retorts to Gage's reply, 147;
continues dispute with Howe, 148;
annoyed by insufficiency of provisions, 149;
and by desertions, 149;
stops quarrel between Virginia and Marblehead soldiers, 149;
suggests admiralty committees, 150;
annoyed by army contractors, 150;
and criticism, 151;
letter to Joseph Reed, 151;
occupies Dorchester Heights, 152;
begins to like New England men better, 152;
rejoices at prospect of a fight, 153;
departure of British due to his leadership, 154;
sends troops immediately to New York, 155;
enters Boston, 156;
expects a hard war, 156;
urges upon Congress the necessity of preparing for a long struggle,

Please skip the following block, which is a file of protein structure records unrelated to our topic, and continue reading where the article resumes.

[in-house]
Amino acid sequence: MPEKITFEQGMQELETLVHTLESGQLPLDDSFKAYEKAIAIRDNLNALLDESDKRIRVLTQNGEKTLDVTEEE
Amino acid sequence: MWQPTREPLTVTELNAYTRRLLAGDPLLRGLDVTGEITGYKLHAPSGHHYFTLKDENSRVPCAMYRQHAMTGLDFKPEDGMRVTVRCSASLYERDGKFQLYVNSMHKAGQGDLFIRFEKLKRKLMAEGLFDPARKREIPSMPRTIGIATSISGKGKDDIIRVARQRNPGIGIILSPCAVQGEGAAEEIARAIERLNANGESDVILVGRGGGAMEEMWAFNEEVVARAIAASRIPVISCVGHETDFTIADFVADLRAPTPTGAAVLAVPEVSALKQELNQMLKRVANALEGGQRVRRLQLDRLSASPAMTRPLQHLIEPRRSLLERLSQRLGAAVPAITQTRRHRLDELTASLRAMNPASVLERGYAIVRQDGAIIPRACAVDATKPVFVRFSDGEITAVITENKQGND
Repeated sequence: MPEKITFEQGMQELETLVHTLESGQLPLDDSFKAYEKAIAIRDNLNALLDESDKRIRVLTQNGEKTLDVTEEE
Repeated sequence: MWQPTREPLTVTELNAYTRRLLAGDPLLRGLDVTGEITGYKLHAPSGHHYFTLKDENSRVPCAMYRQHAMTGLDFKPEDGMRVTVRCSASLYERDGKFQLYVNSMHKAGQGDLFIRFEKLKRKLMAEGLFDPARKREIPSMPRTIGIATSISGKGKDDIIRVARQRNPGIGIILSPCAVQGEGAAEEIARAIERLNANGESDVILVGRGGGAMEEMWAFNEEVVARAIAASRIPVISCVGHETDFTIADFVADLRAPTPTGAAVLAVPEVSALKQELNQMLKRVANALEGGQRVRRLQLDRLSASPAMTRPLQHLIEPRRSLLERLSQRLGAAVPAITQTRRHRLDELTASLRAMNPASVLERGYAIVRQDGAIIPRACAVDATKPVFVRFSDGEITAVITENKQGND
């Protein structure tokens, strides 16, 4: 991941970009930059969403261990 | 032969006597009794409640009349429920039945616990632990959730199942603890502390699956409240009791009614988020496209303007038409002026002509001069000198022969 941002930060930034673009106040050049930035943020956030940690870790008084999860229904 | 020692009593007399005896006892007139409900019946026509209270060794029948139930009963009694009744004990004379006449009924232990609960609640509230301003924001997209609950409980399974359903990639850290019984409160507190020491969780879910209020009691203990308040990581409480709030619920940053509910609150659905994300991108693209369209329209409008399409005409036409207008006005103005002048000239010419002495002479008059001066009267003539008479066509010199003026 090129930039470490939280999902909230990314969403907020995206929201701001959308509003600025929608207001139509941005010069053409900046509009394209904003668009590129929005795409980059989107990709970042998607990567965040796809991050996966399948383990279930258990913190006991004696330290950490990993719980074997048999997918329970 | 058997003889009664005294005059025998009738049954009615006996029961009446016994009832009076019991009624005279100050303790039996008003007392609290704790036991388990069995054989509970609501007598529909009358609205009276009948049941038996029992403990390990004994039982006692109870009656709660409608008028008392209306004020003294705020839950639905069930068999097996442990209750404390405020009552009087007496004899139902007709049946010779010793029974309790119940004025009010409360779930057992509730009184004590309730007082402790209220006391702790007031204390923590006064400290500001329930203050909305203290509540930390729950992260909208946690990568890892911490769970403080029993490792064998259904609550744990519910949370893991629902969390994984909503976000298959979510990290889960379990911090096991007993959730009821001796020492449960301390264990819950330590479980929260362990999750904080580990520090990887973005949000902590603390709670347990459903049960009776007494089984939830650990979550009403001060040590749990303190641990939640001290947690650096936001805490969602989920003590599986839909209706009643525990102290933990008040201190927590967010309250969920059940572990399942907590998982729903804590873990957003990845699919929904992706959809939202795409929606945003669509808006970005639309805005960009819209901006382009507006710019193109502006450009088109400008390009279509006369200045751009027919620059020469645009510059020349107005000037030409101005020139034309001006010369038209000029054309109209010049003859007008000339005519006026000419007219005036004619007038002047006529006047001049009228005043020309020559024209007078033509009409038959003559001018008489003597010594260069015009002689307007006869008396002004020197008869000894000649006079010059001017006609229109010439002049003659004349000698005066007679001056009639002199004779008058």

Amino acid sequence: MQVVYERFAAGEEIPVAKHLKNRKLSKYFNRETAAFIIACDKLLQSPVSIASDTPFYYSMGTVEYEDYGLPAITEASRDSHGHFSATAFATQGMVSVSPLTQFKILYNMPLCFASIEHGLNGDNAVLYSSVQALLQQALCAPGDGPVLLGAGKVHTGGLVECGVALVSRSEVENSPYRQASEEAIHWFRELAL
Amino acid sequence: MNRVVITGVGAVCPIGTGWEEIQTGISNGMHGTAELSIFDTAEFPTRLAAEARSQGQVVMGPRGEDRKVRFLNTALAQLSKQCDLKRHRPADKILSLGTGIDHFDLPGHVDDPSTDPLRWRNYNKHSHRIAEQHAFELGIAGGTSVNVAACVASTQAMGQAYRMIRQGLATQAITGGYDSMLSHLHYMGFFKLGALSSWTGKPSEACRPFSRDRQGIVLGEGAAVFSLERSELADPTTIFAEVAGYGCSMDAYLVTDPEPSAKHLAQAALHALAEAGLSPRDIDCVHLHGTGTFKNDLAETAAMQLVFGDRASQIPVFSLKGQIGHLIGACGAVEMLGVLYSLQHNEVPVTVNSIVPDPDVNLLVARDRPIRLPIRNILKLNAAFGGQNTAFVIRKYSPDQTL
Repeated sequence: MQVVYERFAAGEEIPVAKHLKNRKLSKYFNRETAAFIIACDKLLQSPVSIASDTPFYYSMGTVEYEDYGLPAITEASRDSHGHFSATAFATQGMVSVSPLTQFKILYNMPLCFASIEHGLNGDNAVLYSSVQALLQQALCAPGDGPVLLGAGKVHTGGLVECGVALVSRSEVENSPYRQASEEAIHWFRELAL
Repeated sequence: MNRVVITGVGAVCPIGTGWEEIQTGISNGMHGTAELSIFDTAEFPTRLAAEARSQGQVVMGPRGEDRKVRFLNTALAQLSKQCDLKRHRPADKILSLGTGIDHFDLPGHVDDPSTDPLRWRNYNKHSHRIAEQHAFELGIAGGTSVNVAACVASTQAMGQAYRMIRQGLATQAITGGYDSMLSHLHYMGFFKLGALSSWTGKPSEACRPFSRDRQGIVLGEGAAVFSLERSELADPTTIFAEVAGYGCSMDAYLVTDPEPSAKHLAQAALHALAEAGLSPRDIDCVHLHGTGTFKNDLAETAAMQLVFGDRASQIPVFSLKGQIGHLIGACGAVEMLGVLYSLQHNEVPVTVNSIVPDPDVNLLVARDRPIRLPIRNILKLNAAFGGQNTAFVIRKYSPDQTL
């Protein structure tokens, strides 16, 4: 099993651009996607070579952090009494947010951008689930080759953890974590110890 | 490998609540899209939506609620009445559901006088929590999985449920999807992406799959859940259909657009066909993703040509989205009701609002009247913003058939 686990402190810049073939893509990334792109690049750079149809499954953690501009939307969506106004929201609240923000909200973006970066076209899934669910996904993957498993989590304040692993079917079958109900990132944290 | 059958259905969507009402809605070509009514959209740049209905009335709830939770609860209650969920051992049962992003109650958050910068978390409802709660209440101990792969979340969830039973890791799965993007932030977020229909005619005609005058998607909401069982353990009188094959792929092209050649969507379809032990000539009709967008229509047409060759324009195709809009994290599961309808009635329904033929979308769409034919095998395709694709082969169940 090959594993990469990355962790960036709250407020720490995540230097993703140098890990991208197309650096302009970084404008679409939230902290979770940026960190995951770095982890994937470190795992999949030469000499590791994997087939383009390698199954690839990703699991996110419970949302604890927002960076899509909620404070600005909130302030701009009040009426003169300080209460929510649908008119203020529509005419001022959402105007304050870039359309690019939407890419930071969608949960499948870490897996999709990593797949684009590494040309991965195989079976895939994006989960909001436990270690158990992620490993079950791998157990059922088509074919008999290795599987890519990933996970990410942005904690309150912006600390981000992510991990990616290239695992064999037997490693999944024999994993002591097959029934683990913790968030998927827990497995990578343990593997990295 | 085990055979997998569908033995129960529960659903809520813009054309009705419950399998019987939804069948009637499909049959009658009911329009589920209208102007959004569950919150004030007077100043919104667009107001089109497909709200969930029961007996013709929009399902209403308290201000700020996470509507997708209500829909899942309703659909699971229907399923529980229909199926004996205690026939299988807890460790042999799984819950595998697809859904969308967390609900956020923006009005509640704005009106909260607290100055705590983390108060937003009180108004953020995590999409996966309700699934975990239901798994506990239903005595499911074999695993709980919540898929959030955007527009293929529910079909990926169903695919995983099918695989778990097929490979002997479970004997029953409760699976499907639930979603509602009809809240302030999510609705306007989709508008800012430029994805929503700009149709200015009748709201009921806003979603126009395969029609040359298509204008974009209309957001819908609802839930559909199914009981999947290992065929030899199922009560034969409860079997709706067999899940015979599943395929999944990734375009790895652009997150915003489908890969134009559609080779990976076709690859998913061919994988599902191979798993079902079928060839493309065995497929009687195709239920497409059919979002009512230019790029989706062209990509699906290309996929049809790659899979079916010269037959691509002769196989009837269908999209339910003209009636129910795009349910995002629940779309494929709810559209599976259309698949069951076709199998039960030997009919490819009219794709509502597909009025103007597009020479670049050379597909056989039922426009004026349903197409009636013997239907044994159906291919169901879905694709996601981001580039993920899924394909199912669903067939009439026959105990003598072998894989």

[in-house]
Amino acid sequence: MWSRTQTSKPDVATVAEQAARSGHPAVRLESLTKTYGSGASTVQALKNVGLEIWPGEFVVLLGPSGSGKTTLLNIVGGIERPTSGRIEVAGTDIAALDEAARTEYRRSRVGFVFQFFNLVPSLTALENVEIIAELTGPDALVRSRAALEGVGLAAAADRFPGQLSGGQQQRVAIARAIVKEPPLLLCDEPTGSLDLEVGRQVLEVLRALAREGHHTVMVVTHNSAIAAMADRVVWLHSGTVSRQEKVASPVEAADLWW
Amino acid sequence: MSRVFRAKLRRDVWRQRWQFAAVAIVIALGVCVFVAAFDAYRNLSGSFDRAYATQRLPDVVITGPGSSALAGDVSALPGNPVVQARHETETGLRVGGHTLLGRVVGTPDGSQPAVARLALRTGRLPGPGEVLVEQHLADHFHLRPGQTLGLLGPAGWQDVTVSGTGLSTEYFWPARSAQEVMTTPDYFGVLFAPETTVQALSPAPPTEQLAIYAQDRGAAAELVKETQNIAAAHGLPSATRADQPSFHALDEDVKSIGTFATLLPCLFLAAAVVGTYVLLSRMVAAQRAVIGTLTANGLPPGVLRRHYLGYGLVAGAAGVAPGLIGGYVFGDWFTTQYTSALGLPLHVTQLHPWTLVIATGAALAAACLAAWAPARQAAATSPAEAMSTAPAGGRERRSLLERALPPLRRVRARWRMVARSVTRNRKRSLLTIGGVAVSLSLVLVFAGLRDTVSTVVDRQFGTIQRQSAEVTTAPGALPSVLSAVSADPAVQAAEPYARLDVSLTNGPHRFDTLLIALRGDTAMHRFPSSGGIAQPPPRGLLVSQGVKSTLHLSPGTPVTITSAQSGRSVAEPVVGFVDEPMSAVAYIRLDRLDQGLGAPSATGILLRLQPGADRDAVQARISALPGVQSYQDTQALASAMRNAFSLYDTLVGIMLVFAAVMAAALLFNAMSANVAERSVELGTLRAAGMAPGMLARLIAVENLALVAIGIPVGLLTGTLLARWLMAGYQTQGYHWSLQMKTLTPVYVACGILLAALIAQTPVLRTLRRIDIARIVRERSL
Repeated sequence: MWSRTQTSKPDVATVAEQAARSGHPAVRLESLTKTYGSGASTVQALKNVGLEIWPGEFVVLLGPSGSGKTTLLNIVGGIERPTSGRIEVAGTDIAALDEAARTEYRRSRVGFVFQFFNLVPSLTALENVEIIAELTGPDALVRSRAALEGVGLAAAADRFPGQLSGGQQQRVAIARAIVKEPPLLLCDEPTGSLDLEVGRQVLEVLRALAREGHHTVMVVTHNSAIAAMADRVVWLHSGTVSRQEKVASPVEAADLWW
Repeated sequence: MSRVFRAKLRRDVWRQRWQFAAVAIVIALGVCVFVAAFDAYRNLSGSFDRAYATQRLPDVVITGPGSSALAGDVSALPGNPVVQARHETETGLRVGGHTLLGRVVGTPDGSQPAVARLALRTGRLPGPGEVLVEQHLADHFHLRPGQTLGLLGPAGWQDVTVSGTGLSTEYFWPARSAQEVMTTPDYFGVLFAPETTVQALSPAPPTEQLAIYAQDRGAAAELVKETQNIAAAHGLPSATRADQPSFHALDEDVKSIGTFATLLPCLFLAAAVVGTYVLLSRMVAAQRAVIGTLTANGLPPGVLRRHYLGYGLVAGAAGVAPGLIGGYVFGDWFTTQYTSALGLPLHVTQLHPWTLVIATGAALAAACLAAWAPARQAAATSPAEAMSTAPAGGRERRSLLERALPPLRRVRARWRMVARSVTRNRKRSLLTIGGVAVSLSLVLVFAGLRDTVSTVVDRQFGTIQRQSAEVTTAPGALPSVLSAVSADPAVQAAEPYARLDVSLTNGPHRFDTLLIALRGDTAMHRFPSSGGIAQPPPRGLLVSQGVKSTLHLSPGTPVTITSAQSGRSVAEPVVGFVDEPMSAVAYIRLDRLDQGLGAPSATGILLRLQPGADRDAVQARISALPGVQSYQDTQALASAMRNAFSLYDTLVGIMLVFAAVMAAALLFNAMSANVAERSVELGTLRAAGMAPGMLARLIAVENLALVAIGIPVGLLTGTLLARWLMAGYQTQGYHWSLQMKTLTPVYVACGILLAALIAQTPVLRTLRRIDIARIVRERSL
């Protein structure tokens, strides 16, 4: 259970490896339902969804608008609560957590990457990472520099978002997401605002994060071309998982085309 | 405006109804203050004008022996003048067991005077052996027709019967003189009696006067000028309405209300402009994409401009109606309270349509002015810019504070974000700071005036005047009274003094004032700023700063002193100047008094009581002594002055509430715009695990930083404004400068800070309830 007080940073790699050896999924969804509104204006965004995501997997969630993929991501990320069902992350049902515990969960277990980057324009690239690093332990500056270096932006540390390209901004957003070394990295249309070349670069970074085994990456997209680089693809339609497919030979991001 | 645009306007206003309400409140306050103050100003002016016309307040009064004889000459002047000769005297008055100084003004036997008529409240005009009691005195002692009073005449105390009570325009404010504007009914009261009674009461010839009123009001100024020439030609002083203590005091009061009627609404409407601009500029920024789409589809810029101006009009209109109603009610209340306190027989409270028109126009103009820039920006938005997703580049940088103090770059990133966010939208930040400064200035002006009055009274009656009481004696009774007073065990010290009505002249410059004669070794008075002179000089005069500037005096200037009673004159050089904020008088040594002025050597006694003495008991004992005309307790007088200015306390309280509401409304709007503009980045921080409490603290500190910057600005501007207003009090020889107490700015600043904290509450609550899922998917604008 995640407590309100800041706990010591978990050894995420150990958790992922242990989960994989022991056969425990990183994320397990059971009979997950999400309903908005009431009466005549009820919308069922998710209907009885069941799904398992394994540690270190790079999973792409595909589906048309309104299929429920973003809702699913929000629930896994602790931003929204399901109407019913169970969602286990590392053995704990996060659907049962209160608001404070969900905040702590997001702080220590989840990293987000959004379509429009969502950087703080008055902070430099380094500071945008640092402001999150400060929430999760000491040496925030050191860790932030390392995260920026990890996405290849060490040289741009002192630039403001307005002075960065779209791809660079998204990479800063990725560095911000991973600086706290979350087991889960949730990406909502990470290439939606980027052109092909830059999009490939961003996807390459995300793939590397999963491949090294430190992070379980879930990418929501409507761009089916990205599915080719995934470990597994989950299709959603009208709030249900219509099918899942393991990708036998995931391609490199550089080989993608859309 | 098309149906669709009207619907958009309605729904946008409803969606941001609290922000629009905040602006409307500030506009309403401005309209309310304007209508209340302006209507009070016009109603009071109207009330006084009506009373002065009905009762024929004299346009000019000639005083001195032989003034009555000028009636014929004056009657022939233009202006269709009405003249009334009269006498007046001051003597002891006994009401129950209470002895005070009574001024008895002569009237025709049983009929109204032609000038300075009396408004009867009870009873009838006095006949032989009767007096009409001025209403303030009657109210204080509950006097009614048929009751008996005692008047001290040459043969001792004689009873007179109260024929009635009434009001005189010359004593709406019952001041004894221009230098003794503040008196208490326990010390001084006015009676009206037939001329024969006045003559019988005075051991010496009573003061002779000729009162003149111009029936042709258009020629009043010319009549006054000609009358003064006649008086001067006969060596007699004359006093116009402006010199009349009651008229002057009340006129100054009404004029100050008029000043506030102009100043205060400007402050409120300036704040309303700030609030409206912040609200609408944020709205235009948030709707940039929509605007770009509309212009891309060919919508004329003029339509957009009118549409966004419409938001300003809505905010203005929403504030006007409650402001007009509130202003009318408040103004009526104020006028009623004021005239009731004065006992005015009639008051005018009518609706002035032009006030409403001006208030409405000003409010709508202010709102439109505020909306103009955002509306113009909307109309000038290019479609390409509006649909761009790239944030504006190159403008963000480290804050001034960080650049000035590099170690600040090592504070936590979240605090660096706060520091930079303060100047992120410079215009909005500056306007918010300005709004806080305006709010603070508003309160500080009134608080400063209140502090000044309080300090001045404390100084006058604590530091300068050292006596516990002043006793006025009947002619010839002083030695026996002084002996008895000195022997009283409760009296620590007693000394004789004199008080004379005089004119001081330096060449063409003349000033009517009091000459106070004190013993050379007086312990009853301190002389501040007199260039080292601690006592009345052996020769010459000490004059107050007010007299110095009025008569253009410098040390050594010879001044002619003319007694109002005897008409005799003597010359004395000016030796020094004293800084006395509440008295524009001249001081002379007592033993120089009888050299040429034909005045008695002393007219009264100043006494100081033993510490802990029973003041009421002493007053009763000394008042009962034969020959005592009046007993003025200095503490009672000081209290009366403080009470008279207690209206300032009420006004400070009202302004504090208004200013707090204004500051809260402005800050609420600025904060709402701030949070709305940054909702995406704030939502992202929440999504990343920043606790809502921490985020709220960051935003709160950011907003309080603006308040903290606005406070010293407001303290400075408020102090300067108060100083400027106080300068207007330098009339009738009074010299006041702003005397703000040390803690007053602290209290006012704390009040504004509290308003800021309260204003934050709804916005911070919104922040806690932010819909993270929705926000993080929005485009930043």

156;
his growing hatred of Tories, 156, 157;
goes to New York, 157, 158;
difficulties of the situation, 158;
suppresses Tories, 159;
urges Congress to declare independence, 159, 160;
discovers and punishes a conspiracy to assassinate, 160;
insists on his title in correspondence with Howe, 161;
justice of his position, 162;
quiets sectional jealousies in army, 162;
his military inferiority to British, 163;
obliged by political considerations to attempt defense of New York,
163, 164;
assumes command on Long Island, 164;
sees defeat of his troops, 165;
sees plan of British fleet to cut off retreat, 166;
secures retreat of army, 167;
explains his policy of avoiding a pitched battle, 167;
anger at flight of militia at Kip's Bay, 168;
again secures safe retreat, 169;
secures slight advantage in a skirmish, 170;
continues to urge Congress to action, 170, 171;
success of his letters in securing a permanent army, 171;
surprised by advance of British fleet, 172;
moves to White Plains, 173;
blocks British advance, 174;
advises abandonment of American forts, 174;
blames himself for their capture, 175;
leads diminishing army through New Jersey, 175;